It would mean something to me if you cranked up the volume and listened to the songs that I've posted below. I'm not feeling great right now, and it would make for some kind of therapy-like thing. Maybe.
I'm not sure about perfection. If asked, most people would say that perfection is inherently good. Perfect is all the good right? I don't think that's really true though. Imagine a perfect circle for example. It's perfect in the sense that it is the archetype for a circle, but that doesn't necessarily make it better. In fact, it's a pretty limited thing. OK, I grant that you can have perfect circles of varying radii, but beyond that perfect circles are constrained and are only useful in a small handful of circumstances...and even then, an imperfect circle will almost always do the job just as well. Perfect circles also don't contribute any information: If you were to actually make a perfect physical circle it wouldn't tell us anything than the simple mathematics that defining it don't. My point is that perfection is constrained and rarely useful. I'm going to play a song for you now. I think that I'm going somewhere with this.
OK, so was that perfect? No, of course not, that's a ridiculous question. Music cannot be perfect. It's subjective right?
I don't think so.
Perfection is shockingly easy to define in music: chip-tunes played in normal time signatures without any dissonance are perfect. Assuming that the chips in question were made properly and the speakers are sufficiently faithful, music of this sort is technically perfect. Well OK, that is a very mathematical approach to the universe, but any reasonable definition of perfection should be in some way mathematical, or at least have a proof condition in a defined logical system.
I don't think that chiptunes are the only example though. There are songs in which every note has been carefully placed to be perfect. Sometimes this is done by musicians, a practice which I am given to understand ruined A Guns and Roses album. Other times it is done by a pitch corrector or other computer. While that can be done artistically, often it is just a process to make things more perfect.
So, going back to the song, it's not perfect. It certainly contains dissonance and the melody (if you could call it that) doesn't stay consistently on or anywhere near the beat. Subjectively, it isn't even to everyone's taste. BUT...I wouldn't change a single thing about it. I don't have any external emotional attachment to the song, it resonates with me in and of itself. As far as I am concerned, if you were to change anything about it the most you could hope for is not making it worse. The last thing that I want is for somebody to make it "more perfect". That would be terrible. Here is another song.
I lied. It's the same song. A rare (aside from being on the internet) version of the same song as it happens. It is also not perfect. The notes don't float in and out in a regular way, and the other bits layered on top are pretty sporadic and seem to be improvised. I don't think that this version is worse than the original. I think it's also as good as a song can be.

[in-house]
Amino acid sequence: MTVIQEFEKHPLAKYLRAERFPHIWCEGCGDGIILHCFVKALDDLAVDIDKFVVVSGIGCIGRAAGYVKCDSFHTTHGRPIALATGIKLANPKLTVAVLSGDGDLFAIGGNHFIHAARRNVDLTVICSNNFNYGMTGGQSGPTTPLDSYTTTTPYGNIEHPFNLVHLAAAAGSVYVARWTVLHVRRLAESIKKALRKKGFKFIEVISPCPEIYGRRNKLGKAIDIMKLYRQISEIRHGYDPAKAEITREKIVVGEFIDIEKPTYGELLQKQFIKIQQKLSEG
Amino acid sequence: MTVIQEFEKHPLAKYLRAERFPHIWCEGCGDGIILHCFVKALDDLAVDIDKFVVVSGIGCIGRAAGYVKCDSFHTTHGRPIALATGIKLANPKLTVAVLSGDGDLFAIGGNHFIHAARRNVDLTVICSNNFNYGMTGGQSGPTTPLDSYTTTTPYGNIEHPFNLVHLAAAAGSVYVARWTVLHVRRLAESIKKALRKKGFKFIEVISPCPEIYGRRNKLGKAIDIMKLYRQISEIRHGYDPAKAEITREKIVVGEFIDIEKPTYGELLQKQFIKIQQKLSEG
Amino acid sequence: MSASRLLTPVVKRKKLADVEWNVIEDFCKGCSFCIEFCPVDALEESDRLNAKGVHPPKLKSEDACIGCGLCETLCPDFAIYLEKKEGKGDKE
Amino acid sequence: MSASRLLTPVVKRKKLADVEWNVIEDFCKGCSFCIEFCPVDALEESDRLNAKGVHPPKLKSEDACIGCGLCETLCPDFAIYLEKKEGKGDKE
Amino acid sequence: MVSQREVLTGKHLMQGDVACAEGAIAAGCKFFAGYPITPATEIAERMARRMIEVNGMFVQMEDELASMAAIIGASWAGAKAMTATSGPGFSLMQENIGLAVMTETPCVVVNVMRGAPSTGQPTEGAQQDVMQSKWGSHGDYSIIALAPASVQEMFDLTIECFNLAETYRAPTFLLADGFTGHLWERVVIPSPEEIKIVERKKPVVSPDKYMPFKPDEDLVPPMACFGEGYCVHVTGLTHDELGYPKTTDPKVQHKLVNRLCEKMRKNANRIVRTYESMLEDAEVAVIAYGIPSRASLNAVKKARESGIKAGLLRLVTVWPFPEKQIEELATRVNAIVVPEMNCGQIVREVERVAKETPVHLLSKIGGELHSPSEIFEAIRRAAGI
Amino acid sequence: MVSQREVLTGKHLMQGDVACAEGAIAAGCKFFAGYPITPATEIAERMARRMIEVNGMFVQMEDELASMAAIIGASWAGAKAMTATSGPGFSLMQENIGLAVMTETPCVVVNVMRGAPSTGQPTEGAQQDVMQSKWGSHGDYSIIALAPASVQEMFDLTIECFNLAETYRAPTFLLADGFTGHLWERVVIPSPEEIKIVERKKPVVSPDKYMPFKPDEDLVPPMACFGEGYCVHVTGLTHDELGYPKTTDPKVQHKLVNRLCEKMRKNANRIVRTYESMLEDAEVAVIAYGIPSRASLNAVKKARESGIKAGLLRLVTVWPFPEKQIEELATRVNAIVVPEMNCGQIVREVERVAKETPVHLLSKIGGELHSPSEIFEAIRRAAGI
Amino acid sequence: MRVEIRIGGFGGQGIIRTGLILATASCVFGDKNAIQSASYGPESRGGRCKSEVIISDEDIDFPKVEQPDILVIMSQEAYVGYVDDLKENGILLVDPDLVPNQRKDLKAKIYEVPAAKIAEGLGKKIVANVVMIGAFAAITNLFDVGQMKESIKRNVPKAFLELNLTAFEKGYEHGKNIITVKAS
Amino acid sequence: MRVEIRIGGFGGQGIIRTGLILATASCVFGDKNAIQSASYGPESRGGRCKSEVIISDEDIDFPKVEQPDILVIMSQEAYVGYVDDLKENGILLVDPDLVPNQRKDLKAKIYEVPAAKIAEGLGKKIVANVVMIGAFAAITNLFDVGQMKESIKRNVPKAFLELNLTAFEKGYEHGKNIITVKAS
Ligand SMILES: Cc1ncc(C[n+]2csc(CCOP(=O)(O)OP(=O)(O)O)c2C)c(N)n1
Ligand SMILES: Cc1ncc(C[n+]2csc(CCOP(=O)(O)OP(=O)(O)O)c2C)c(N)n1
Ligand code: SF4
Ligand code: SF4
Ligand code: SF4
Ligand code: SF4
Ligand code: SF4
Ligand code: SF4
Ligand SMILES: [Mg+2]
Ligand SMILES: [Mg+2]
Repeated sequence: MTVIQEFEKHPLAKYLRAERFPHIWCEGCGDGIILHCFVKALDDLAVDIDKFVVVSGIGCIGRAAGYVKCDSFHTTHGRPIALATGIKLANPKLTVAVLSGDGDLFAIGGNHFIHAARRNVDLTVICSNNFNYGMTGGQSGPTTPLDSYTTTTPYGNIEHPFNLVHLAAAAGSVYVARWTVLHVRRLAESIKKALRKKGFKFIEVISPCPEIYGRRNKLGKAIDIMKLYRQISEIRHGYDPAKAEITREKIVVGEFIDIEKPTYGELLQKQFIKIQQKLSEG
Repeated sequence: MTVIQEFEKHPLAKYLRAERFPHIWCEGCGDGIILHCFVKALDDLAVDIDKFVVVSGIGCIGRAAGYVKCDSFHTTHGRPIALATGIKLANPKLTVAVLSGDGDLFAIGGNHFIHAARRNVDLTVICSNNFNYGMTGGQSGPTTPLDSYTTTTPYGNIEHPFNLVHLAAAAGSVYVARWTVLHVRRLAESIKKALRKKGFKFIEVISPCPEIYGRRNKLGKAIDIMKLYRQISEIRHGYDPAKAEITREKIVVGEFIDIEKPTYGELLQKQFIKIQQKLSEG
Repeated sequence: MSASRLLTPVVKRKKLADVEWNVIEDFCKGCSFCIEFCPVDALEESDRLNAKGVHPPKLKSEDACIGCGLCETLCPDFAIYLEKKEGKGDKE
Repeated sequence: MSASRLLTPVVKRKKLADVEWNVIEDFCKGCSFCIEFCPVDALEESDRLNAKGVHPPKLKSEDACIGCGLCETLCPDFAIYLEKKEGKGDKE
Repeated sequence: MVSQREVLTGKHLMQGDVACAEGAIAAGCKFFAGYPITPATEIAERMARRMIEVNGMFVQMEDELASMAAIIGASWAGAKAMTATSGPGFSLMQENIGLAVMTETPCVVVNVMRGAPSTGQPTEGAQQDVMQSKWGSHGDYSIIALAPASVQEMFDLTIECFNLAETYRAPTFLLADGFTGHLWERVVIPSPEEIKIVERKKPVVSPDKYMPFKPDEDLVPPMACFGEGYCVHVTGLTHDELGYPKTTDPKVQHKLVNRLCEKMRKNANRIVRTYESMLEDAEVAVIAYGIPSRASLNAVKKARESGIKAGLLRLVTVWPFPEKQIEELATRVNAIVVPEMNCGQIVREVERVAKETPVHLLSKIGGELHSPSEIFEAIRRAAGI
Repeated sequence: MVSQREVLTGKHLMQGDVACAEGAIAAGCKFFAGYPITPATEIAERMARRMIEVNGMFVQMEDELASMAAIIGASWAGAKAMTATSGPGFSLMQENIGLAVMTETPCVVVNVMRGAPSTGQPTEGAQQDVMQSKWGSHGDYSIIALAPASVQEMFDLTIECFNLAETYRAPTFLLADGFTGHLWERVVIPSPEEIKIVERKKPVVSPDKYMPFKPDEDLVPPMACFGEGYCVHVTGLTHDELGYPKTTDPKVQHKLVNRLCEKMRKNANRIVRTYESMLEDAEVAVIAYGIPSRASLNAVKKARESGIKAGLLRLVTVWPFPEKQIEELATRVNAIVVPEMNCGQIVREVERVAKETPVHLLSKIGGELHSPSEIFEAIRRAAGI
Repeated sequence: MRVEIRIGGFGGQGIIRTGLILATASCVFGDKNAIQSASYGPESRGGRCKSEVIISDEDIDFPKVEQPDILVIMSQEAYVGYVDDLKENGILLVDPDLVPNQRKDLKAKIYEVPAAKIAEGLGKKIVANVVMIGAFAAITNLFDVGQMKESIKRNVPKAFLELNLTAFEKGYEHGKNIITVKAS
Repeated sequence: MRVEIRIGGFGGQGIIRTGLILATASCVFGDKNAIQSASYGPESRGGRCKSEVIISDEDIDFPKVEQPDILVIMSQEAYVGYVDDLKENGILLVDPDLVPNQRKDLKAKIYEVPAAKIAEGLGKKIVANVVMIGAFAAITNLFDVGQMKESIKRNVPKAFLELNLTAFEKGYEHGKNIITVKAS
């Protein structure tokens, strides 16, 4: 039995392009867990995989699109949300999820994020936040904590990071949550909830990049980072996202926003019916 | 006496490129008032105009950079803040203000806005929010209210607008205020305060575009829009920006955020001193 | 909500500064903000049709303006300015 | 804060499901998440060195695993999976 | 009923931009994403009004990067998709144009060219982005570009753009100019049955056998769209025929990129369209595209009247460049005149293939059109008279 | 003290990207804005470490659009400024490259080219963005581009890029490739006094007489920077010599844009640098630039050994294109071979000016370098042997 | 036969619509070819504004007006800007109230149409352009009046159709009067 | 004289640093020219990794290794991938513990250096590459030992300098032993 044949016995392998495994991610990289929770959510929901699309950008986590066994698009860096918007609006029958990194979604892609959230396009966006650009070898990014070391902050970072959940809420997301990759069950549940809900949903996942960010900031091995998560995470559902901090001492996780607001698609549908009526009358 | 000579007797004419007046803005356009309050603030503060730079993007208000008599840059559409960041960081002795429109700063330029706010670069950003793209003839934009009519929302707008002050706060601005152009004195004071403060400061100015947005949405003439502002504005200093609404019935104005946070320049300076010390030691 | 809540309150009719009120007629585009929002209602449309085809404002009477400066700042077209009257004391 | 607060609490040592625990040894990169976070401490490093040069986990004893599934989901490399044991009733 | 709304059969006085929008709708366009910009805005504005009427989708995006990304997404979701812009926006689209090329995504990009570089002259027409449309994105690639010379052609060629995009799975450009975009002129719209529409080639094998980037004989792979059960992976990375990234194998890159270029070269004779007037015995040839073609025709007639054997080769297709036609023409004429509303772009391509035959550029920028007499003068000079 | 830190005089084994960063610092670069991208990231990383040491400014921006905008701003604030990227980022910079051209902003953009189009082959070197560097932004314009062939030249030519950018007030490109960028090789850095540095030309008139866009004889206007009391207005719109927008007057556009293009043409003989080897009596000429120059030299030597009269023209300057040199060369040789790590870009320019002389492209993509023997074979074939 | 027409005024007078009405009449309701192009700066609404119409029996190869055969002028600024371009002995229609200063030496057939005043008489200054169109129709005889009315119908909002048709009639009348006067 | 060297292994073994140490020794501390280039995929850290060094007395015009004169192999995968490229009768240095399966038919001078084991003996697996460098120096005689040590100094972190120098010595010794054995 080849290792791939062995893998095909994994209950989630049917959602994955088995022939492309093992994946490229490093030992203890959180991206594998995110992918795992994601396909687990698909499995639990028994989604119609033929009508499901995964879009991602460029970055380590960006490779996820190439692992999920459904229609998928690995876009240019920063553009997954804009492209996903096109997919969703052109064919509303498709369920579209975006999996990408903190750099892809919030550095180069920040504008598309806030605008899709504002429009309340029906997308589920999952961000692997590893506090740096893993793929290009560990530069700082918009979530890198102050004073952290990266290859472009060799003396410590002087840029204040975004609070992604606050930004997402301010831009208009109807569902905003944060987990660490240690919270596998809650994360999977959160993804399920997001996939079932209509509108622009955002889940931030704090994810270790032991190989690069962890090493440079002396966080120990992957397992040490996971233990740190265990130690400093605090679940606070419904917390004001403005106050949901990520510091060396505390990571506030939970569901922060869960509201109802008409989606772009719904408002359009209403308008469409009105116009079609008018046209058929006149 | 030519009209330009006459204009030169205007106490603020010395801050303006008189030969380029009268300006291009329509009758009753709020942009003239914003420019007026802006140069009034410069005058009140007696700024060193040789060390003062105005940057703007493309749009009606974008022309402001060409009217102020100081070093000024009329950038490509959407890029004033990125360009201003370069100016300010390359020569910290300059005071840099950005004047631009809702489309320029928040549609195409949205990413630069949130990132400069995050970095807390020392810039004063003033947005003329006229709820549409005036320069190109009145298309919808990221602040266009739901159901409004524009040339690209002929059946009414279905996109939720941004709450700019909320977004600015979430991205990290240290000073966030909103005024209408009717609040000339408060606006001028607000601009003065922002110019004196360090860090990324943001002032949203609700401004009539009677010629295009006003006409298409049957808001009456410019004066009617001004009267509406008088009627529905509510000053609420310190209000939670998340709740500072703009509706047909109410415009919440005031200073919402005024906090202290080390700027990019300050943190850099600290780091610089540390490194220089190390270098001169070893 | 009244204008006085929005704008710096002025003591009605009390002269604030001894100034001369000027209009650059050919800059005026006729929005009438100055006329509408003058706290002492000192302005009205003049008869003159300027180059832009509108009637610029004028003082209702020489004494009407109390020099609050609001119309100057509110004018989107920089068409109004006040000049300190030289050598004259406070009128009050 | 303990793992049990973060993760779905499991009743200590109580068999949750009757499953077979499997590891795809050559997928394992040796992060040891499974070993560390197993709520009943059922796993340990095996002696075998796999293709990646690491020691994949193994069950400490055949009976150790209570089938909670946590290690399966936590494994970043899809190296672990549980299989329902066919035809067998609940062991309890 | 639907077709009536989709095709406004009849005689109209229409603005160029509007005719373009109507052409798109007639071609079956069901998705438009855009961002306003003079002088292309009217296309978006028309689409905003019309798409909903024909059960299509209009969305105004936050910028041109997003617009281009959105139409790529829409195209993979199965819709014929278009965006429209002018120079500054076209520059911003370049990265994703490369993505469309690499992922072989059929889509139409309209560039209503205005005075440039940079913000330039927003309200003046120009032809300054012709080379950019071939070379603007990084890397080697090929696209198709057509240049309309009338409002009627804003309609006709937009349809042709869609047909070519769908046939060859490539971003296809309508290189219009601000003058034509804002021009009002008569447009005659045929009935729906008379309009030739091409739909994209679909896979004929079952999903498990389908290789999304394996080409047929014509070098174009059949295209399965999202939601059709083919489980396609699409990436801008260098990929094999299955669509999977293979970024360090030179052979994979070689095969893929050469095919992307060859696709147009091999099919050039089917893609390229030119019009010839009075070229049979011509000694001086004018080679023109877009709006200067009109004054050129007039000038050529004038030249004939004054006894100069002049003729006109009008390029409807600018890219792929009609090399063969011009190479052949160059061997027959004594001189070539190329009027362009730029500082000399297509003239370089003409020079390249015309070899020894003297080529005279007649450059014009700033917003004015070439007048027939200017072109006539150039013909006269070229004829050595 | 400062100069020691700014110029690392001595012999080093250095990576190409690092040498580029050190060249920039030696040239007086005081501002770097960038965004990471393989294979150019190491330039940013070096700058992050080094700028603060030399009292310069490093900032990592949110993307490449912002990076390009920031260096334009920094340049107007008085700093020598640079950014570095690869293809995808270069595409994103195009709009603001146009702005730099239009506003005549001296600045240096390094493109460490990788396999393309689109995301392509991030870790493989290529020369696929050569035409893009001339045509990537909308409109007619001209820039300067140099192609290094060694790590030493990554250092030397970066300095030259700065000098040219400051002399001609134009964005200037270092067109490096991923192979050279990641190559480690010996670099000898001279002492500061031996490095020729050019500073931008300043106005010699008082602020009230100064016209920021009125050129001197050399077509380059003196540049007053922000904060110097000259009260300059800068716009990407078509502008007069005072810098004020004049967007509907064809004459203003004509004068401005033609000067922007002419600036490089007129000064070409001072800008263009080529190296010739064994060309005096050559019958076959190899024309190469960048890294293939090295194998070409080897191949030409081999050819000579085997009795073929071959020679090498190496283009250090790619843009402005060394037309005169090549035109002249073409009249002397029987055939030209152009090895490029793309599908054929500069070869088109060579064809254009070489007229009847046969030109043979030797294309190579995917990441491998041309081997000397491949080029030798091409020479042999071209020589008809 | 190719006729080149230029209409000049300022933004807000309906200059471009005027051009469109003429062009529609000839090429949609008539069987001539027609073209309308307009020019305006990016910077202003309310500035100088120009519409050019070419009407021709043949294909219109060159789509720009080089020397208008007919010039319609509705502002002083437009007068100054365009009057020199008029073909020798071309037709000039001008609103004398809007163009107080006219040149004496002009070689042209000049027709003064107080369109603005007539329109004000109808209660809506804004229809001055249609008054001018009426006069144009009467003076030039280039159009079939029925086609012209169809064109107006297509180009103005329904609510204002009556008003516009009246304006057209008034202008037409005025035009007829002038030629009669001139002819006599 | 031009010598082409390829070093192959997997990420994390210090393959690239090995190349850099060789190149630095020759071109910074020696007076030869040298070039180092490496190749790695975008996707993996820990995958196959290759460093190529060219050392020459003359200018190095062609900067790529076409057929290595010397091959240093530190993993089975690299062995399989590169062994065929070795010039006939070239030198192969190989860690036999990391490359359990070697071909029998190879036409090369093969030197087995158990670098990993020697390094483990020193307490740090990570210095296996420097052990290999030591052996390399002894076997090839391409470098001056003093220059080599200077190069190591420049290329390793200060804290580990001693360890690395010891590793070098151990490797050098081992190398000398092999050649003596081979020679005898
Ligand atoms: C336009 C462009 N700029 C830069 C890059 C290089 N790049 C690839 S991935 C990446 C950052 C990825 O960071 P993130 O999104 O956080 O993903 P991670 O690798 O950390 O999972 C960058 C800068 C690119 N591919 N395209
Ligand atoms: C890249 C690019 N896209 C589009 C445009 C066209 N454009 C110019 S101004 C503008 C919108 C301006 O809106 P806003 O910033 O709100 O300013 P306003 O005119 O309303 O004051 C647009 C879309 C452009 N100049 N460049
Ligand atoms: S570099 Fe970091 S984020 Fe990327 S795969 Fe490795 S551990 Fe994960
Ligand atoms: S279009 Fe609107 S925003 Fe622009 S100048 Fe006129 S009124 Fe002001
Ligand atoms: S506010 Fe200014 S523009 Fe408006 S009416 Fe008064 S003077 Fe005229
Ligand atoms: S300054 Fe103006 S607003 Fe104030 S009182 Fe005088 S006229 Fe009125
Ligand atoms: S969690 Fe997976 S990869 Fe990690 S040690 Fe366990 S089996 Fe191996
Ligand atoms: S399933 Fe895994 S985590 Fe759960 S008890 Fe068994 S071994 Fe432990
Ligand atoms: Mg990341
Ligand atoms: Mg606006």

So both of these are as good as a song can be. They are both similar, but also clearly distinct. And yeah, it is possible for other songs to also be as good as a song can be. Completely different songs. Dear Prudence, there is one. Moonlight Sonata for another. And my point, through all of this is that none of those things are perfect. If they didn't have their flaws, they wouldn't be nearly so interesting.
And that makes me kind of sad.
Those skimming, you may wish to read the last paragraph at least
For a long time human societies had reference points. We would point at things and say "That is perfect. All things are judged by this. If you want to make your thing better, follow this more closely." Ironically, Plato is the archetypal example. Confused about something? Go see what Plato said about it (or possibly J.S. Mill). As I've just demonstrated, that is really a ridiculous thing to do...but it is also very freeing. When you have gold standards and "correct" ways of doing things, then you can also have certainty. We don't have that anymore. If you are working on something, how do you tell if it is as good as it can be? How do you tell if YOU are as good as you can be? You can't. Instead you must simply polish until you can no longer stand, then again until you can no longer kneel, and then desperately call for someone to judge your projects in the hopes that you only imagined those blemishes which seemingly escaped your reach.
TLDR: Without perfection we lack archetypes. Without archetypes we lack certainty. Without certainty we lack rest. Else we accept that we must fail and achieve nothing.
I'm going to be really boring and say that I quite like my R.A.T.7. The big thing about it is that it is infinitely reconfigurable. It also looks like it's from space and is mysteriously immune to greasy fingers. I think it may be a bit out of your price range though.
I tried to look this up (mostly through wikipedia and google) but I couldn't find reference to the SG-4000, but I read something that may or may not be relevant. Jupiter is the codename of a console project that began with cartridges in mind. During the development of Jupiter, Sega decided to go with discs instead of cartridges. At one point they considered a disc-based console with a slot for a cartridge. Anyways, the Saturn Project was birthed from Jupiter, and the rest is history.
(Just so you know...The Saturn does have a cartridge slot. Which actually is a really nice analogy for the whole console.)